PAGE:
Q2. When you started off in junior saloons, you will of course not have been old enough to have a license to drive on the road at that point. Where did you learn to drive and how prepared did you feel you were when you first lined up on the start line? I’ve grown up around cars and garages so I couldn’t actually pin point the first time I learned to drive. I have however seen a video of my first go in the junior Mini. It was on a farm and I stalled, multiple times. My birthday is halfway through the year so I waited until I was 13 to get my license, that way I had a little bit more practice before getting onto the start line
You also experienced racing with your sister in those early junior and class 1 days. How did you find this? Extra incentive, a distraction and/or helpful to have a team mate? Initially it was great to look around and see her out there with me, I enjoyed racing against her as she was only just starting out and I’d been racing a few years by then, so we weren’t in each other’s way and we’d give each other the thumbs up after the race. Class 1 was slightly different, we were very well matched and she had got good by this point. We had a few close calls (and safe to say it wasn’t a thumb that went up after the race) so we decided it would be best if I went back into class 2. We race well together, when we’re not racing … together.
There is a fair amount of difference between class 1, 2 and 3 in terms of both style of driving and the associated racing. How did you adapt, what differences did you find and what did you prefer? I only did the class 3 for a couple of club meetings so never really had to jump out of one seat into the other. It was hard racing the 1 and 2 at the same meeting as there wasn’t much time in between so you might be in the class 2 mindset but only have the class 1 power.
You raced for St Neots Autograss up until two years ago and St Neots now no longer have a track. It has been mentioned in previous Q&A’s that one of the future problems for Autograss is the potential loss of venues so as someone who has been through this, what is the impact on the club? [e.g drivers moving clubs, drivers stopping racing, impetus to find a new venue reduces over time, issues in finding a new venue etc]. Finding a track is a number one priority for St Neots, but finding the land with a decent water supply and no neighbours to disturb is a pretty tricky task. I decided to move to Cambridge club as they were struggling for members and support. We have since built up an amazing committee who is determined to improve the club and encourage visiting members to try it out. They hosted a UKAC round to raise publicity and hopefully boost membership.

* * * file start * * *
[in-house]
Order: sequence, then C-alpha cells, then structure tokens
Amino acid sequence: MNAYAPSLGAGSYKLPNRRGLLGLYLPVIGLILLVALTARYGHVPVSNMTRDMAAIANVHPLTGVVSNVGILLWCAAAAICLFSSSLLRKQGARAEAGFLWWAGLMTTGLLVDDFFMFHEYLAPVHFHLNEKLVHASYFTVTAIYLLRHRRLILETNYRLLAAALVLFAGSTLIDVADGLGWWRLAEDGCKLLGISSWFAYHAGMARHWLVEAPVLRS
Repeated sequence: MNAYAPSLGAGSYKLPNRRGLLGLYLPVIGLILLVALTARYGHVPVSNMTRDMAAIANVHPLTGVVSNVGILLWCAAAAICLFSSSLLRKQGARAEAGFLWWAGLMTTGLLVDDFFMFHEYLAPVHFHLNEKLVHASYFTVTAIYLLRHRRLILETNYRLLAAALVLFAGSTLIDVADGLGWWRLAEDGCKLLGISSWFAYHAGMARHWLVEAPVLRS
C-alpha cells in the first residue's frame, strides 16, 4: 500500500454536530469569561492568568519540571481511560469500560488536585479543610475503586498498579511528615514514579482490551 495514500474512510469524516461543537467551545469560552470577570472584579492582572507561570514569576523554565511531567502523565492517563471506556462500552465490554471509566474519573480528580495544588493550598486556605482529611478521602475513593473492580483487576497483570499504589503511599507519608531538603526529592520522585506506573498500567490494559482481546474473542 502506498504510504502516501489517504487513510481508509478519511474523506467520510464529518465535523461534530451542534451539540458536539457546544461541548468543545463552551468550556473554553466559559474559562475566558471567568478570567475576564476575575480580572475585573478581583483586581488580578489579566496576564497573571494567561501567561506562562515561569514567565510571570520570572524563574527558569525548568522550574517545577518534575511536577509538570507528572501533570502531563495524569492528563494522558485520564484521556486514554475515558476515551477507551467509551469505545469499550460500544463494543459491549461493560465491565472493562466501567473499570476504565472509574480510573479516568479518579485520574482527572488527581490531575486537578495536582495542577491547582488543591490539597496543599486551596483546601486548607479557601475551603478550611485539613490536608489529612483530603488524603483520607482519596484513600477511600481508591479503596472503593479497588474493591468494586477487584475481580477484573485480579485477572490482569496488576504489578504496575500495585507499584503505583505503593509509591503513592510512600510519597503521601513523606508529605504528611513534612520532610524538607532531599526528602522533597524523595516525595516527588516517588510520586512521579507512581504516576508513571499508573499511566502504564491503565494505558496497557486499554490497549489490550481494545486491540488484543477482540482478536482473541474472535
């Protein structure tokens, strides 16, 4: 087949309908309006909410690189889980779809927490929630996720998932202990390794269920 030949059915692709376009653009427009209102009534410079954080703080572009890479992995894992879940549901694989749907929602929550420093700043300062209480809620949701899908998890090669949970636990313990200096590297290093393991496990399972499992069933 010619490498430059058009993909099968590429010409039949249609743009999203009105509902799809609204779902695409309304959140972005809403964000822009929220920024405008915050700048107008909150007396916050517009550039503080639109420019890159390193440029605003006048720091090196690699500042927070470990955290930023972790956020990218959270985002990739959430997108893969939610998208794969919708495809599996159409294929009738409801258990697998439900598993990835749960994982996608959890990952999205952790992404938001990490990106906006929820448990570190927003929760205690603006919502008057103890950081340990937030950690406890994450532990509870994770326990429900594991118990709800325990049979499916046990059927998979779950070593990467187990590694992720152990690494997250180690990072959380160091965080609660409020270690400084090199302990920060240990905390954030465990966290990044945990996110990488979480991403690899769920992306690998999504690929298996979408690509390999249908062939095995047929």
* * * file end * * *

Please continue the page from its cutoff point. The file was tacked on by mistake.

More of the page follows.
Q1. The FIA made not the most popular appointment when it appointed Carmen Jorda for its Women in Motorsport Commission. Carmen then promptly said women drivers struggle with the physical demands of F1 and are at a disadvantage. Autograss is unusual in motorsport for having separate racing for women but do you agree with Carmen’s theory in the world of Autograss that women are at a physical disadvantage? Discuss. Obviously having never driven a F1 car I cannot comment on how easy or hard they are to drive. However, I can say that there are many different shapes and sizes in the Autograss community, and there are some ladies that could put men to shame when it comes to their physical ability. Whilst saying this, just because you aren’t as strong or as powerful as someone else, does not mean you cannot drive smarter than them. Some Autograss races are less than 2 minutes long and in a car that is specifically built for the driver, how could a woman be at such a physical disadvantage.
Q2. There are some very quick ladies racing around UK autograss tracks but numbers are down from when I first started watching autograss. What can be done to encourage more? It is a question that has been asked over and over, perhaps starting with the younger ages, advertising in schools or youth clubs. My sister got her Duke of Edinburgh award in motorsports and that seems like much more fun than trekking up a hill.